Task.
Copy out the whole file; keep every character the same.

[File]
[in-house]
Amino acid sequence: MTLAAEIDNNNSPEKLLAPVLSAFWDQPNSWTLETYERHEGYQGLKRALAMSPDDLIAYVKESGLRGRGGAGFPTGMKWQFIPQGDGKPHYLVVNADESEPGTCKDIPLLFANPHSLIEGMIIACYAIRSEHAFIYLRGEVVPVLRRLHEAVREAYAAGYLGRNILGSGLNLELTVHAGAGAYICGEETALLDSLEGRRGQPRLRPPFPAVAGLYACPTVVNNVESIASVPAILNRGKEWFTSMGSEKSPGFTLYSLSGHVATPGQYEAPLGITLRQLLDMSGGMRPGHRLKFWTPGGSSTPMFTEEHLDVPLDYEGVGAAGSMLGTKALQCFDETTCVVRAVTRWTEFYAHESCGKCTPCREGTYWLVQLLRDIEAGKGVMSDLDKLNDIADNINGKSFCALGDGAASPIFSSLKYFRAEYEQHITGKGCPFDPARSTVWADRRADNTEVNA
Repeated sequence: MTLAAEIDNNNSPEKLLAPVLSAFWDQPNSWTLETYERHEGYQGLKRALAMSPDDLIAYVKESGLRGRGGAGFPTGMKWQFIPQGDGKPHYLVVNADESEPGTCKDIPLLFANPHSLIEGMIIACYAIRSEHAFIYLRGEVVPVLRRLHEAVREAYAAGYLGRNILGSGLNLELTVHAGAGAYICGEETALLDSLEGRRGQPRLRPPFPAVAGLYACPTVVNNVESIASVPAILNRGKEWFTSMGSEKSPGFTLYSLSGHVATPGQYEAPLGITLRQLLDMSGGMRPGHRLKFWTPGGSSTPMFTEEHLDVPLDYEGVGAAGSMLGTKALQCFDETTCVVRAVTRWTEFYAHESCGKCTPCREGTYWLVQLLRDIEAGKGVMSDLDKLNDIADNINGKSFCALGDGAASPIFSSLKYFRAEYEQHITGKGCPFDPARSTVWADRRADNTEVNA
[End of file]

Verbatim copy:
[in-house]
Amino acid sequence: MTLAAEIDNNNSPEKLLAPVLSAFWDQPNSWTLETYERHEGYQGLKRALAMSPDDLIAYVKESGLRGRGGAGFPTGMKWQFIPQGDGKPHYLVVNADESEPGTCKDIPLLFANPHSLIEGMIIACYAIRSEHAFIYLRGEVVPVLRRLHEAVREAYAAGYLGRNILGSGLNLELTVHAGAGAYICGEETALLDSLEGRRGQPRLRPPFPAVAGLYACPTVVNNVESIASVPAILNRGKEWFTSMGSEKSPGFTLYSLSGHVATPGQYEAPLGITLRQLLDMSGGMRPGHRLKFWTPGGSSTPMFTEEHLDVPLDYEGVGAAGSMLGTKALQCFDETTCVVRAVTRWTEFYAHESCGKCTPCREGTYWLVQLLRDIEAGKGVMSDLDKLNDIADNINGKSFCALGDGAASPIFSSLKYFRAEYEQHITGKGCPFDPARSTVWADRRADNTEVNA
Repeated sequence: MTLAAEIDNNNSPEKLLAPVLSAFWDQPNSWTLETYERHEGYQGLKRALAMSPDDLIAYVKESGLRGRGGAGFPTGMKWQFIPQGDGKPHYLVVNADESEPGTCKDIPLLFANPHSLIEGMIIACYAIRSEHAFIYLRGEVVPVLRRLHEAVREAYAAGYLGRNILGSGLNLELTVHAGAGAYICGEETALLDSLEGRRGQPRLRPPFPAVAGLYACPTVVNNVESIASVPAILNRGKEWFTSMGSEKSPGFTLYSLSGHVATPGQYEAPLGITLRQLLDMSGGMRPGHRLKFWTPGGSSTPMFTEEHLDVPLDYEGVGAAGSMLGTKALQCFDETTCVVRAVTRWTEFYAHESCGKCTPCREGTYWLVQLLRDIEAGKGVMSDLDKLNDIADNINGKSFCALGDGAASPIFSSLKYFRAEYEQHITGKGCPFDPARSTVWADRRADNTEVNA